First Consensus on Primary Prevention and Early Intervention in Aesthetic Medicine
September 2017 | Volume 16 | Issue 9 | Original Article | 846 | Copyright © September 2017
Marina Landau MD,a Chytra V. Anand MD,b Thierry Besins MD,c Yates Yen Yu Chao MD,d Sabrina Guillen Fabi MD FAAD FAACS,e Uliana Gout MD,f Martina Kerscher MD PhD,g Tatjana Pavicic MD,h Peter Hsien Li Peng MD,i Berthold Rzany MD ScM,j Gerhard Sattler MD,k Tunk Tiryaki MD,l Heidi A. Waldorf MD,m and Andre Braz MDn
aWolfson Medical Center, Dermatology, Holon, Israel bKosmoderma Skin & Hair Clinics, Bangalore, India cCentre EsthÃ©tique Saint George, Nice, France dChao Institute of Aesthetic Medicine, Taipei, Taiwan eCosmetic-Laser Dermatology, San Diego, California and Department of Dermatology, University of California, San Diego, CA fLondon Aesthetic Medicine, London, United Kingdom gUniversity of Hamburg, Hamburg, Germany hPrivate Practice, Munich, Germany iP-Skin Professional Clinic, Kaohsiung, Taiwan jRZANY & HUND, Berlin, Germany kRosenparkklinik, Darmstadt, Germany lCELLEST Plastic Surgery Clinic, Istanbul, Turkey mWaldorf Dermatology Aesthetics, Nanuet, New York and Department of Dermatology, Mount Sinai Hospital, New York, NY nClÃnica Dr. AndrÃ© Braz ServiÃ§os MÃ©dicos, Rio de Janeiro, Brazil
BACKGROUND: Facial aging is a complex interplay of extrinsic and intrinsic factors leading to progressive changes in the skin, subcutaneous tissue, and bone. Clinical experience suggests that early aesthetic intervention may slow the signs of aging, but treatment in the absence of symptoms or with minimal signs of aging has not yet been properly addressed.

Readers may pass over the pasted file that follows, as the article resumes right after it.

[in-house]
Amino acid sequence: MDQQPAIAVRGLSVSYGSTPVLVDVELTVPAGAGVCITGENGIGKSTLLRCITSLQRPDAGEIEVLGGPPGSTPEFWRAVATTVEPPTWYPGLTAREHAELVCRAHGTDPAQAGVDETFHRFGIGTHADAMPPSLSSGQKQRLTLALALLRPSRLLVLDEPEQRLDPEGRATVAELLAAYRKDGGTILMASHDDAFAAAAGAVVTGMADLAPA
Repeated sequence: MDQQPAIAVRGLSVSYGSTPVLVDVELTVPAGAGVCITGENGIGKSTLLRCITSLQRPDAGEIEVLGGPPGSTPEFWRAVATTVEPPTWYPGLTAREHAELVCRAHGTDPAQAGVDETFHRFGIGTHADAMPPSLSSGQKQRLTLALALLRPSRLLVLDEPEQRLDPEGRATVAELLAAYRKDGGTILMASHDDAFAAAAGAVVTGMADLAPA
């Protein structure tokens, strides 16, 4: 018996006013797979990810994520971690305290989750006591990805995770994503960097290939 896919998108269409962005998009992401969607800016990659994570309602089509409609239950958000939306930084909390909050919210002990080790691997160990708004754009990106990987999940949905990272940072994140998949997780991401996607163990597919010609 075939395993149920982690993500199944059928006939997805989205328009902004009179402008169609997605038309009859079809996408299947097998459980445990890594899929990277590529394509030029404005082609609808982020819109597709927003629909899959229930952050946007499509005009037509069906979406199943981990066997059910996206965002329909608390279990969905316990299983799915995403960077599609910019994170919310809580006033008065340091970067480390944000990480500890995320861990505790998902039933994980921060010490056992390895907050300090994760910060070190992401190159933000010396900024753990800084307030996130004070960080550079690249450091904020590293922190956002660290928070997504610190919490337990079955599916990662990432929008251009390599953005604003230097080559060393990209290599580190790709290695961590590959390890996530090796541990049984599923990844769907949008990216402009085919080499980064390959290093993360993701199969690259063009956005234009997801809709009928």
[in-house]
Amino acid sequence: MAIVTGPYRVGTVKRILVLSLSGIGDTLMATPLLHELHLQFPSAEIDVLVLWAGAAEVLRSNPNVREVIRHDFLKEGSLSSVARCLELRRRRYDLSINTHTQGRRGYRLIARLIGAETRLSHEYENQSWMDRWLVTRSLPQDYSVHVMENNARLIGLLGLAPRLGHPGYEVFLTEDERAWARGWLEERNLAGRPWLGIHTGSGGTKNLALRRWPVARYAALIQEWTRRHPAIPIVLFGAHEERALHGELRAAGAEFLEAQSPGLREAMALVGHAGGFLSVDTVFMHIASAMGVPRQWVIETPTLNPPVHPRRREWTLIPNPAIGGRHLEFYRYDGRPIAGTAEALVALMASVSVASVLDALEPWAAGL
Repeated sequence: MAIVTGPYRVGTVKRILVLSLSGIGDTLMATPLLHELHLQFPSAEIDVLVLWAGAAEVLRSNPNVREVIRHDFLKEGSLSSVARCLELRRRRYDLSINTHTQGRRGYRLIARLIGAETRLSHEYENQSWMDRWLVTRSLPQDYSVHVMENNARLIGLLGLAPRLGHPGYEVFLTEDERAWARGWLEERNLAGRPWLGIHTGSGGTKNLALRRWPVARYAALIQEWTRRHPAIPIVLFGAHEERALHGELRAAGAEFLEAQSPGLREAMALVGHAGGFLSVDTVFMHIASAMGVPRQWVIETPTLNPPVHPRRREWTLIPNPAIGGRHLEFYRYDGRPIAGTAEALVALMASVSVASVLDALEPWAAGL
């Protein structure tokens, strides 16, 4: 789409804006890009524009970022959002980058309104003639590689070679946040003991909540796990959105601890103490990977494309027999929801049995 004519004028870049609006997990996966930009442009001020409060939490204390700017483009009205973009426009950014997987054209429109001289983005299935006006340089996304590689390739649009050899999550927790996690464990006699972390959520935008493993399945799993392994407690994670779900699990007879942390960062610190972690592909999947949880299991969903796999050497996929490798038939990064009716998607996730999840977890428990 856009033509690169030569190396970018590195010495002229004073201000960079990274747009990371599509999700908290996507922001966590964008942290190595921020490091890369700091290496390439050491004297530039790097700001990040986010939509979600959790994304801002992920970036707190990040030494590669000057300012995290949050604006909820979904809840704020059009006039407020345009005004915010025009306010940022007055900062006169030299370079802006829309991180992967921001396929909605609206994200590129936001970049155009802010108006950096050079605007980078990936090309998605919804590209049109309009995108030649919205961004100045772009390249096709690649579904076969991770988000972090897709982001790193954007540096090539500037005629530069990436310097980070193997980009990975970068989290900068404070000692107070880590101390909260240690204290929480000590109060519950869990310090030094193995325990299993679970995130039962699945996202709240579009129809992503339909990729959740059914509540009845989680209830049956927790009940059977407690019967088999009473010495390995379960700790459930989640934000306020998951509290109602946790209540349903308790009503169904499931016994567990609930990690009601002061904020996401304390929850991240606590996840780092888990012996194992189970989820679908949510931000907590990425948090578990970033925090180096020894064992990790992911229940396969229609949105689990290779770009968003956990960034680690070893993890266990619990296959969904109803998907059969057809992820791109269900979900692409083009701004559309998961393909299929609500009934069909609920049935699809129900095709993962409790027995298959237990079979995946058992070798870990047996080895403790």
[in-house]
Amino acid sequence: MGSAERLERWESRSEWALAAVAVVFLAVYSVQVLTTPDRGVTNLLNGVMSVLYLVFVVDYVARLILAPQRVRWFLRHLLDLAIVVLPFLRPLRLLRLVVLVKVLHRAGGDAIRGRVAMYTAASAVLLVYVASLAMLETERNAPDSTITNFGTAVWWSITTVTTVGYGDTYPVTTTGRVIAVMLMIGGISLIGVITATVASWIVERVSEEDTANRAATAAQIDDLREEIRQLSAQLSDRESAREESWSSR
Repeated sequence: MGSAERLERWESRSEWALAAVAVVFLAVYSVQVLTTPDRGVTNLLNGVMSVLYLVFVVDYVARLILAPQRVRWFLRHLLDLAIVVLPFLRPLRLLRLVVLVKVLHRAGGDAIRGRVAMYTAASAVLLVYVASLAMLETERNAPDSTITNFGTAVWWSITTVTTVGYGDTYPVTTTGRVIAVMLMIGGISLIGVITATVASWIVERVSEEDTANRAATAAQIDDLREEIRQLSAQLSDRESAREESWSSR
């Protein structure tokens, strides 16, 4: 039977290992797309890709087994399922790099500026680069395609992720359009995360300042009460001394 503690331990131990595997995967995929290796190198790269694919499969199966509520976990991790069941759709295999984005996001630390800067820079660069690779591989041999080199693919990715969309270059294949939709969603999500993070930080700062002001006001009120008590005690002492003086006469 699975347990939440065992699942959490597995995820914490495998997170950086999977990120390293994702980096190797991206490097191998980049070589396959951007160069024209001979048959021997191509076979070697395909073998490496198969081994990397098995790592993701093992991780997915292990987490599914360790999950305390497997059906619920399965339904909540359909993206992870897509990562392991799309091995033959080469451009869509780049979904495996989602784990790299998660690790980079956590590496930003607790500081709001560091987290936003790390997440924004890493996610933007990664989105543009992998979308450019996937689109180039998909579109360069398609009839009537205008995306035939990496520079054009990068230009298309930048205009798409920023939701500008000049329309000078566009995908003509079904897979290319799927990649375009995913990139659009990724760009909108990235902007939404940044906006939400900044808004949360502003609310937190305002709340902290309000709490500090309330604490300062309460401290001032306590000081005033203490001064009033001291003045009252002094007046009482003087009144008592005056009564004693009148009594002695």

OBJECTIVES: To provide treatment recommendations for primary prevention and early intervention in individuals with no or minimal signs of aging.
METHODS: Fourteen specialists in aesthetic medicine convened over a full-day meeting under the guidance of a certified moderator.
RESULTS: Tailored treatment recommendations have been provided for prevention and early intervention of fine wrinkles, static lines and folds, irregular pigmentation, laxity, and subcutaneous volume loss by protecting the epidermis, stimulating neocollagenesis, reducing hyperkinetic musculature, and reinforcing supporting structures.
CONCLUSION: Preventive measures and early therapeutic interventions that may alter the course of facial aging were defined. Further studies are needed to support these recommendations with the best possible evidence.
J Drugs Dermatol. 2017;16(9):846-854.
Over the last two decades, a greater understanding of the complex interplay of intrinsic and extrinsic factors leading to progressive changes in the face over time has led to revolutionary changes in the approach to rejuvenation. The current treatment paradigm favors a multimodal approach targeting multiple tissue layers—from epidermis to bone—for optimal results.1 Clinical experience suggests that early intervention may slow the progression of the aging process and prevent the need for substantial restorative treatment in later years. However, preventive measures in the absence of many signs or symptoms have only rarely been addressed in the literature,2-4 and there are no guidelines for identification of early indicators or the potential bene ts of targeting facial changes before they occur. This consensus report examines the evidence for primary prevention and early intervention in individuals with no or minimal signs of aging and provides comprehensive recommendations for treatment.
In March 2016, fourteen specialists across the globe from the fields of plastic surgery, dermatology, and clinical epidemiology convened to discuss guidelines for primary prevention and early intervention in aesthetic medicine. Group members differentiated between individuals without any visible signs